After their first systematic study of blood serum in 2000, which showed more than 75% of healthy people studied in northern India had vitamin D deficiency, researchers have now shown that though our skin has darkened while adapting to tropical climate, there is no bio-adaptation to this deficiency. In other words, the dark skin, which prevents ultraviolet rays mediated vitamin D to be formed in the body, does not lead to over-expression of vitamin D receptor, a hormone that regulates calcium levels in the body.
For someone who has been the face of acupuncture, both medically and on television, Dr M Muthukumar is surprisingly open about his ‘art’, “I have been doing this for 28 years now and I still believe that there is much to be achieved,” he says with a smile. After an exceptionally well-received paper on his research about ‘diabetes treatment with acupuncture’, presented at an acupuncture conference in the Orient last year, he has been invited to deliver the same at Jerusalem International on Integrative Medicine. “This is a great honour for me,” he says with a touch of pride and adds, “Normally they only give people 10 minutes to talk, but they have given me 20 minutes!” With over a hundred patients coming in everyday to avail treatment for various problems at Dr Muthukumar’s Institute of Acupuncture and Hospital, he still holds one principle before treating a patient, “I will not take any case that can be cured with allopathy. Only ‘failures’ come here and the results have never disappointed,” he reveals. “I was an allopathic doctor for 13 years so I know how difficult it can be to believe more in some needles than drugs and technology,” he says understandingly. Yet, faith that they will be cured, is of the essence, he adds.
One in 750 children are born with a cleft lip or palate globally. In an effort to create awareness and raise funds towards corrective surgery for such children, fifty-two-year old extreme athlete David Grier recently completed a marathon run from Kashmir to Kanyakumari.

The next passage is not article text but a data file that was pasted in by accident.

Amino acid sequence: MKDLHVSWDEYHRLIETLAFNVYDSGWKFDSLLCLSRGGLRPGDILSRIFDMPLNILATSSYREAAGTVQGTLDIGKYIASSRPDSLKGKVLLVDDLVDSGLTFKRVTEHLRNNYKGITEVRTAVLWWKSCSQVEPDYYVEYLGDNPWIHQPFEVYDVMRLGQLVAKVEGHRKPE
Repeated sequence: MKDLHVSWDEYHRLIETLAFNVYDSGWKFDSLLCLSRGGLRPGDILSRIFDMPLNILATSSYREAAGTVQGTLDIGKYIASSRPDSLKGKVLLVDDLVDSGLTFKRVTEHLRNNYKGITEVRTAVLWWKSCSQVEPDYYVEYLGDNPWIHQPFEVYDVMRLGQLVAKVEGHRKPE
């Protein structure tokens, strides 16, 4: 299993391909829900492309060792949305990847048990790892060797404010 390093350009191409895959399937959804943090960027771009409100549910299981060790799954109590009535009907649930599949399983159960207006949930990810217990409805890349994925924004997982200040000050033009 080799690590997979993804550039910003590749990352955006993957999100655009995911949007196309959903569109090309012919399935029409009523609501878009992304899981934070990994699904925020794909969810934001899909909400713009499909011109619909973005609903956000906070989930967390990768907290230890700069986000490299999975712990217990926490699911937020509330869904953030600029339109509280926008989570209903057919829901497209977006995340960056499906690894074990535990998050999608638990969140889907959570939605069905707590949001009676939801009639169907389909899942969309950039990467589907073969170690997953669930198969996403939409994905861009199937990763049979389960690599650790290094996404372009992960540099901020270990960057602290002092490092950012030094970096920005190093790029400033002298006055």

David, a trustee and ambassador of the ‘Miles for Smiles India Challenge’, took up the extreme challenge of covering over 4,000 km, which he completed within 93 days. This is nothing new for the man who had run 4,200 kilometres along the Great Wall of China in 2006, 3,300 km along the South African coastline in 2008 and a 2,700 kilometres in Madagascar.
Apollo Transplant Institutes have become the busiest solid organ transplant programmes in the world, having conducted 929 liver,kidney and heart transplants during 2011.
Addressing the media on this occasion, Dr. Prathap C Reddy, Chairman, Apollo Hospitals Group said, “Our aim at the Apollo Transplant Institutes is to be the best centre for transplantation in the world.”
The Shirodhara is a special treatment, where medicated oil is poured on the forehead and head in a systematic manner. This is said tocure paralysis, psychiatric and neurological ailments. Diseases of the head and neck and specifically facial paralysis call for Shirovasthi.
Practiced for over 5000 years, shirodhara massage originates from India and is based on the ancient principles of Ayurvedic medicine. Translated from the Sanskrit as a holistic healing science, Ayurveda aims to harmonise the body, mind, senses and soul.
Ayurveda may be an ancient Indian therapy but its appeal is thoroughly modern. This holistic system of diet, herbal remedies and massage has been a big hit with thousands of celebrities, spa-goers and harried workers all around the world, looking to regain a balanced and healthy lifestyle.
There is a huge shortage of organs in India and patients die while on the waiting list as they do not get an organ on time. A brain-dead person’s organs can give a new lease of life to at least nine patients suffering from organ failure.
Around 7.85 million people suffer from chronic kidney failure in India. At present, in India, the approximate prevalence of Chronic Kidney Disease (CKD) is 800 per million population (pmp), and the incidence of end-stage kidney disease is 150-200 pmp. Nearly 3,500 transplants are done annually as against the need for 210,000 kidney transplants.
With 230 instances of organ donations from October 2008 till now, Tamil Nadu is the undisputed leader in organ donations in the country. A total of 1,318 organs and tissues have been harvested. These have saved many lives. Yet, these figures are nothing but a tip of the huge iceberg of demand for organs.